Re: replacing X Window System !

From: Jesper Juhl
Date: Wed May 17 2006 - 09:38:56 EST

On 17/05/06, linux cbon <linuxcbon@xxxxxxxx> wrote:
--- Valdis.Kletnieks@xxxxxx a écrit :
> On Wed, 17 May 2006 13:47:22 +0200, linux cbon said:
> If it isn't backward compatible, people won't use
> it. X may suck,
> but it doesn't suck hard enough that people will
> abandon all their
> currently mostly-working software.

If we have a new window system, shall all applications
be rewritten ?

Unless the new windowing system is 100% backwards compatible with X11, then yes.

> Actually, you've proved the opposite. Consider if
> the kernel had *already*
> included some universal window system (we'll call it
> W). At that point, you
> can't easily write an X, Y, or Z if you don't like
> W. If anything, the
> *current* W (which happens to be called X11) is
> *too* friendly with the kernel
> already - witness all the headaches dealing with DRM
> and 'enable' attributes
> and other hoops things have to jump through.
> If anything, there should be even *less* kernel
> support for graphics.
> That way, writing a Y or Z (or improving X) is
> easier to do without
> destabilizing the kernel.

My idea is that the kernel should include universal
graphical support.
And then we would NOT need ANY window system AT ALL.
We wouldnt have 2 os (kernel and X) at the same time
like now.
It would be faster, simpler, easier to manage etc.

And when the windowing system crashes it'll take the kernel down with it - ouch.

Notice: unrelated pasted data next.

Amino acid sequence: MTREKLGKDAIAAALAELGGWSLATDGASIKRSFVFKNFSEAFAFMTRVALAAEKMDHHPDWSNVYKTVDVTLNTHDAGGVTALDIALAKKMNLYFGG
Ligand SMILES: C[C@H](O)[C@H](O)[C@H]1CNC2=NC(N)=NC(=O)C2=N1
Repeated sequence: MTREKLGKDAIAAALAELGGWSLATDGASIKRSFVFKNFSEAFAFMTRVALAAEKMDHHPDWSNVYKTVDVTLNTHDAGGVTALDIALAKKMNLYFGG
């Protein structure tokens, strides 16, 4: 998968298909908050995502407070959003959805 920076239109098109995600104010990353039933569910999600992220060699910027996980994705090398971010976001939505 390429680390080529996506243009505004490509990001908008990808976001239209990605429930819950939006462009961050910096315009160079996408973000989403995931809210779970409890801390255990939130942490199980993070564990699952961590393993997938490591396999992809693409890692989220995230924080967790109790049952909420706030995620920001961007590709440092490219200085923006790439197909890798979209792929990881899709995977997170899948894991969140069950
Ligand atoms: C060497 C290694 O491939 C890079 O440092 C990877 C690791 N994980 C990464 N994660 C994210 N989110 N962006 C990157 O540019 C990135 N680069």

And if I want to run a headless server without a graphical display I
can't simply stop the windowing system I'd have to rebuild a kernel
without the windowing system in it - yuck.

What we have now is a nicely decoupled system - it would be even
better if X was even more decoupled from the kernel, but lets not put
the windowing system in kernel space.

X is not perfect, but it has been around long enough that it has a
huge base of software using it. Throwing that out the window would be
X also has had networking support since the beginning, and all X apps
can run with remote displays without having to do much (if anything)
themselves to support that - that's a really nice feature.
Modern X can be quite fast with a properly supported graphics card,
and stuff like Xgl has just improved things even more recently.
X has good multihead support - another nice feature.
Graphics drivers for X run (usually/mostly) in userspace - nice, then
they don't destabilize the kernel.
And there's lots of other features as well.

Do you really want to put all that complexity into the kernel?

Jesper Juhl <jesper.juhl@xxxxxxxxx>
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